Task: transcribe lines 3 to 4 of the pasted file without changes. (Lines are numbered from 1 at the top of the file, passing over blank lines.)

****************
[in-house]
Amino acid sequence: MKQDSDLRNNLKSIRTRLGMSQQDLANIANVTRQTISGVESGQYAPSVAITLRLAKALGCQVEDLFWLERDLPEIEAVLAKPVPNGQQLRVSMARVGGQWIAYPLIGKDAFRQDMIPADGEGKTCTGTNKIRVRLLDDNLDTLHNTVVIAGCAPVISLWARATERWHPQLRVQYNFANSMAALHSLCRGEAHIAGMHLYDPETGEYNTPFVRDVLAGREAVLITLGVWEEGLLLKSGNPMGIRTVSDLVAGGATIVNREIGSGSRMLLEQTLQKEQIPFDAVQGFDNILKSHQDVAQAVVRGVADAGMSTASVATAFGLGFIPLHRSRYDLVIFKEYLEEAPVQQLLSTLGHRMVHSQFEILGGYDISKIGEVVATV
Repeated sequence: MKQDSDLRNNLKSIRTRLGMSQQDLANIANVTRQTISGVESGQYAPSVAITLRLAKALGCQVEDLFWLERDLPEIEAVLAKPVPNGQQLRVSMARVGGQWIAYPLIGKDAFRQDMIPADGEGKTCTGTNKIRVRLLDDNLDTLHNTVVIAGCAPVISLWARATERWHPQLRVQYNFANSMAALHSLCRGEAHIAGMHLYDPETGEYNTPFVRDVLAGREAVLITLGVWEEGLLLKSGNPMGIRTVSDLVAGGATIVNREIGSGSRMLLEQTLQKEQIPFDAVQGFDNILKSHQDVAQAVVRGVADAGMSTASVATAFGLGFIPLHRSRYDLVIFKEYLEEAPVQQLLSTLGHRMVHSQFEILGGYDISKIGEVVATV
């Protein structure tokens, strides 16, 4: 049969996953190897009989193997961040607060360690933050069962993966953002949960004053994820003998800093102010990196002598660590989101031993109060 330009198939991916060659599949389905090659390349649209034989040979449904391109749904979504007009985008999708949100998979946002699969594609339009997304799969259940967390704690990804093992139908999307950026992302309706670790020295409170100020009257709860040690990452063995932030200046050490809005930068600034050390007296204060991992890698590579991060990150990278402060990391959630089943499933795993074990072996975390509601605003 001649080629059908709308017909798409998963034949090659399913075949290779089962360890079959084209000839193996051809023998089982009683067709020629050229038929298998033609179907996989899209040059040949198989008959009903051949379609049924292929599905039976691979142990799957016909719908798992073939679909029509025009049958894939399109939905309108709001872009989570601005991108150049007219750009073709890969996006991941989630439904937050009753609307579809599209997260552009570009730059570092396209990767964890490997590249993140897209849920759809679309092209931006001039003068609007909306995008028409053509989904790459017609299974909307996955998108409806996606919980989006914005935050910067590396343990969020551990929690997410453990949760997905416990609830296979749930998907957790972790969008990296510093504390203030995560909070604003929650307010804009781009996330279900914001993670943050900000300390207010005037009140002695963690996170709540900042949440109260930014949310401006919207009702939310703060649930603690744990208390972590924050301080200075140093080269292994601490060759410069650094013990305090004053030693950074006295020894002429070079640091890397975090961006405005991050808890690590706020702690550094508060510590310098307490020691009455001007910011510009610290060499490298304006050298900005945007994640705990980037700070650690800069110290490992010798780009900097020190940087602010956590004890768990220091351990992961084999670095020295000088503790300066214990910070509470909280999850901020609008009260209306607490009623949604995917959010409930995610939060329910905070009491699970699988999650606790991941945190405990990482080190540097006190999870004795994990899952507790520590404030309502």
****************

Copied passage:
Repeated sequence: MKQDSDLRNNLKSIRTRLGMSQQDLANIANVTRQTISGVESGQYAPSVAITLRLAKALGCQVEDLFWLERDLPEIEAVLAKPVPNGQQLRVSMARVGGQWIAYPLIGKDAFRQDMIPADGEGKTCTGTNKIRVRLLDDNLDTLHNTVVIAGCAPVISLWARATERWHPQLRVQYNFANSMAALHSLCRGEAHIAGMHLYDPETGEYNTPFVRDVLAGREAVLITLGVWEEGLLLKSGNPMGIRTVSDLVAGGATIVNREIGSGSRMLLEQTLQKEQIPFDAVQGFDNILKSHQDVAQAVVRGVADAGMSTASVATAFGLGFIPLHRSRYDLVIFKEYLEEAPVQQLLSTLGHRMVHSQFEILGGYDISKIGEVVATV
């Protein structure tokens, strides 16, 4: 049969996953190897009989193997961040607060360690933050069962993966953002949960004053994820003998800093102010990196002598660590989101031993109060 330009198939991916060659599949389905090659390349649209034989040979449904391109749904979504007009985008999708949100998979946002699969594609339009997304799969259940967390704690990804093992139908999307950026992302309706670790020295409170100020009257709860040690990452063995932030200046050490809005930068600034050390007296204060991992890698590579991060990150990278402060990391959630089943499933795993074990072996975390509601605003 001649080629059908709308017909798409998963034949090659399913075949290779089962360890079959084209000839193996051809023998089982009683067709020629050229038929298998033609179907996989899209040059040949198989008959009903051949379609049924292929599905039976691979142990799957016909719908798992073939679909029509025009049958894939399109939905309108709001872009989570601005991108150049007219750009073709890969996006991941989630439904937050009753609307579809599209997260552009570009730059570092396209990767964890490997590249993140897209849920759809679309092209931006001039003068609007909306995008028409053509989904790459017609299974909307996955998108409806996606919980989006914005935050910067590396343990969020551990929690997410453990949760997905416990609830296979749930998907957790972790969008990296510093504390203030995560909070604003929650307010804009781009996330279900914001993670943050900000300390207010005037009140002695963690996170709540900042949440109260930014949310401006919207009702939310703060649930603690744990208390972590924050301080200075140093080269292994601490060759410069650094013990305090004053030693950074006295020894002429070079640091890397975090961006405005991050808890690590706020702690550094508060510590310098307490020691009455001007910011510009610290060499490298304006050298900005945007994640705990980037700070650690800069110290490992010798780009900097020190940087602010956590004890768990220091351990992961084999670095020295000088503790300066214990910070509470909280999850901020609008009260209306607490009623949604995917959010409930995610939060329910905070009491699970699988999650606790991941945190405990990482080190540097006190999870004795994990899952507790520590404030309502």